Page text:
HIPAA and HITECH security starts with secure operating systems, proxies, and databases (Sudo 1.8)
I spend a lot of time talking with CEOs, CIOs, and other senior executives about what HIPAA security and HITECH privacy policies really mean. I hear a lot of naive talk about how systems are secure because “we use SSL encryption” or “we’re secure because we have a firewall”. Anybody who’s been security and privacy work for more than a few months would know how false those statements are.
Security (whether it’s for HIPAA, HITECH, or banks) starts with secure operating systems, databases, and other infrastructure elements like proxies and firewalls and the depth of security is really controlled by system admins. Your systems are only as secure as the servers and firewalls they are sitting on so you have to ask yourself: “what have my system admins and security people done to secure my infrastructure?”.
Let’s start with a relatively simple question that all CIOs should know the answer to — who has access to root permissions on UNIX / Linux server or “Administration” role in a Windows server across the enterprise? If you don’t have an easy answer to that, then no amount of paper policy will make you HIPAA compliant.
All servers require a super user or privileged account to do some of the most important activities like installing applications, creating file systems, and other mundane but important and sometimes dangerous tasks. If you have a policy of sharing a single account (like root in Linux or “Administrator” in Windows) you’ve got serious security flaws. These days proxies and firewalls are often Linux servers as well so your policies about root access are even more important.
One thing security professionals like me suggest is to never allow root logins (or Administrator logins). Instead, use security wrapping tools and policy enforcement where a person logs in using their own credentials and then can do specific actions which are logged thoroughly.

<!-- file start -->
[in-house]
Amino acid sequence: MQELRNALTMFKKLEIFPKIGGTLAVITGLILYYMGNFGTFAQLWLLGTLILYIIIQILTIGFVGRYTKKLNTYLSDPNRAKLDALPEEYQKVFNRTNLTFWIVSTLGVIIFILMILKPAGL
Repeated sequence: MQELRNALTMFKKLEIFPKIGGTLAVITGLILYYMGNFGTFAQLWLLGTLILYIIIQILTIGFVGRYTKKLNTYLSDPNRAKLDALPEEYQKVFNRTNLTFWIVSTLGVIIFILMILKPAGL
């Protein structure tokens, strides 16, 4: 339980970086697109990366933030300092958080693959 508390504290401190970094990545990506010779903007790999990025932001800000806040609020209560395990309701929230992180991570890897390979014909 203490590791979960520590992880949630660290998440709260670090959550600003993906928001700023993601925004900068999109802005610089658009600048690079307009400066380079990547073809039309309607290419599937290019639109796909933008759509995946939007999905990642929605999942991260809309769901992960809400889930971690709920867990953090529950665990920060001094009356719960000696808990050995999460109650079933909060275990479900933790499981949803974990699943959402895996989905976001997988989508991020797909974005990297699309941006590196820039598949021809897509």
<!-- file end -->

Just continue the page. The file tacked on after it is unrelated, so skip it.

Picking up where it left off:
Windows Server 2008 on up has this policy-style security built-in but on Linux/UNIX you should make sure that you use sudo. This past week we saw the release of Sudo 1.8, an important upgrade which brings pluggable policies to this venerable security utility. Here’s a snippet from the announcements at ServerWatch.com:
We’re all familiar with the venerable utility Sudo, but its feature set hasn’t kept up with what many companies want for root access control. Specifically, Sudo has lacked support for policy plugins and advanced logging features. There have been a number of proprietary tools that either replace or enhance Sudo for root access control (RAC). But who wants to have to buy an add-on if you can get the features you need as part of the native toolset that comes with your *nix?
Sudo 1.8 brings a plugin architecture, with two major types of plugins: policy and I/O logging plugins.
The policy plugins are designed to control who can do what on the system. You’re probably used to controlling Sudo via the
/etc/sudoers. If this works for you, nothing changes. You’ll still be able to use
visudoto edit the file and add users, and set policies the way you always have. Otherwise, it’s now possible to write new policies to comply with things like SOX and HIPAA, or tie Sudo into Active Directory for companies that have standardized on that. Sudo will accept only one policy plugin at a time.
The I/O plugins control logging of sessions that take place using Sudo. Sudo has had a “replay” command since 1.7.3, but this release brings much more functionality. Unlike the policy plugin, Sudo can support multiple plugins for I/O, so you could use different I/O policies depending on which users are running Sudo (for example). You can now not only see what commands have been run with Sudo, but also actually replay a session in its entirety if need be (and if you want to log that much).